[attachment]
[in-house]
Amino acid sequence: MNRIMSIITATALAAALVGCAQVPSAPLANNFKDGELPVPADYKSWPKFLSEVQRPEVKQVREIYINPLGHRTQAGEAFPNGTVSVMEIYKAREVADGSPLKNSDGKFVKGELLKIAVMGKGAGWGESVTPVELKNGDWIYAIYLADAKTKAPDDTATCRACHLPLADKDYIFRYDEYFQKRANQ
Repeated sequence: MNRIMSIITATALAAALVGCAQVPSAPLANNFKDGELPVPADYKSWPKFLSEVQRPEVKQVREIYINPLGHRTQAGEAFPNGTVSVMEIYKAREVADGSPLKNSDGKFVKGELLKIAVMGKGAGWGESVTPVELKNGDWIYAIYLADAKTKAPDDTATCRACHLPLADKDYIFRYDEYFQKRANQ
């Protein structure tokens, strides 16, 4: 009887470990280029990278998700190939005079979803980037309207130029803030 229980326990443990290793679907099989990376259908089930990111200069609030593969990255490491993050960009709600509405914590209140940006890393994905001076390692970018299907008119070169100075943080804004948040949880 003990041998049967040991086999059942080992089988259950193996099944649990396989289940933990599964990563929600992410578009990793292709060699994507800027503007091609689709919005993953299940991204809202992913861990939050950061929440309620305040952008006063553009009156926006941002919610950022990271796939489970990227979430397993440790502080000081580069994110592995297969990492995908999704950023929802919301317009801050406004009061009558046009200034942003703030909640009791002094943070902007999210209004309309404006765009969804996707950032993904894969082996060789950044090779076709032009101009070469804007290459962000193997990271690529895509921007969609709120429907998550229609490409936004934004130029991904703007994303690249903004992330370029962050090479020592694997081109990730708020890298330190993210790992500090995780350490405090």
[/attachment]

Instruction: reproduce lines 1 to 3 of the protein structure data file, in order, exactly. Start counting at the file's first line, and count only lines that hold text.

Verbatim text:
[in-house]
Amino acid sequence: MNRIMSIITATALAAALVGCAQVPSAPLANNFKDGELPVPADYKSWPKFLSEVQRPEVKQVREIYINPLGHRTQAGEAFPNGTVSVMEIYKAREVADGSPLKNSDGKFVKGELLKIAVMGKGAGWGESVTPVELKNGDWIYAIYLADAKTKAPDDTATCRACHLPLADKDYIFRYDEYFQKRANQ
Repeated sequence: MNRIMSIITATALAAALVGCAQVPSAPLANNFKDGELPVPADYKSWPKFLSEVQRPEVKQVREIYINPLGHRTQAGEAFPNGTVSVMEIYKAREVADGSPLKNSDGKFVKGELLKIAVMGKGAGWGESVTPVELKNGDWIYAIYLADAKTKAPDDTATCRACHLPLADKDYIFRYDEYFQKRANQ